Harper's Encyclopedia of United States History (ed. Benson Lossing), Wolcott, Roger 1679-1767 (search)
Wolcott, Roger 1679-1767 Colonial governor; born in Windsor, Conn., Jan. 4, 1679; was apprenticed to a mechanic at the age of twelve years. By industry and economy he afterwards acquired a competent fortune. In the expedition against Canada in 1711 he was commissary of the Connecticut forces, and had risen to major-general in 1745, when he was second in command at the capture of Louisburg. He was afterwards, successively, a legislator, county judge, chief-justice of the Supreme Court, and governor (1751-54). In 1725 he published Poetical Meditations, and he left a long manuscript poem descriptive of the Pequod War, which is preserved in the collections of the Connecticut Historical Society. He died in Windsor, Conn., May 17, 1767.
Harper's Encyclopedia of United States History (ed. Benson Lossing), Wolfe, James 1727- (search)
Wolfe, James 1727- Military officer; born in Westerham, Kent, England, Jan. 2, 1727; distinguished himself in the army when he was only twenty years of age; and was quartermaster-general in the expedition against Rochefort in 1757. At the secondcapture of Louisburg by the English, in 1758, he acquired such fame that Pitt placed him at the head of the expedition against Quebec in 1759, with the rank of major-general, though only thirty-three years of age. On the evening of Sept. 12, Wolfe, who had just recovered from a serious attack of fever, embarked with his main army on the St. Lawrence, above Point Levi, and floated up the river with the flood-tide. He was preparing for an attack upon the French the next day. The evening was warm and starlit. Wolfe was in better spirits than usual, and at the evening mess, with a glass of wine in his hand, and by the light of a lantern, he sang the little campaign song beginning: Why, soldiers, why Should we be melancholy, boys? Why,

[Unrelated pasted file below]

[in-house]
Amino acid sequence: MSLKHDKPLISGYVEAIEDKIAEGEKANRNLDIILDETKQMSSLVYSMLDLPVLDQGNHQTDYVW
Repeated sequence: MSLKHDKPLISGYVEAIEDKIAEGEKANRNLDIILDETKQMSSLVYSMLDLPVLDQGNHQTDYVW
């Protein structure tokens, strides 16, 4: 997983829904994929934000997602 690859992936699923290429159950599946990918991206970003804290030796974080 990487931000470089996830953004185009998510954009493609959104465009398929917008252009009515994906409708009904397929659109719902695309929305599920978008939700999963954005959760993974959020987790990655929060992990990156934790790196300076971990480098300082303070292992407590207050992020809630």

Harper's Encyclopedia of United States History (ed. Benson Lossing), Wooster, David 1710- (search)
Wooster, David 1710- Military officer; born in Stratford, Conn., March 2, 1710; graduated at Yale College in 1738, and was made captain of an armed vessel to protect the Connecticut coast in 1739. He commanded the sloop-of-war Connecticut, which convoyed troops on the expedition against Louisburg in 1745, and was sent in command of a cartel-ship, but was not permitted to land in France. Made captain in Pepperell's regiment, he afterwards received half-pay until 1774, and, as colonel and brigadier-general, served David Wooster. through the French and Indian War. He served in the campaign in Canada in 1775, having been made a brigadier-general in June that year. After the death of Montgomery, he was in chief command for some months, after which he resigned and was made major-general of Connecticut militia. While opposing the invasion of Tryon, sent to destroy stores at Danbury, he was mortally wounded (April 27, 1777), at Ridgefield, and died, May 2 following. The State of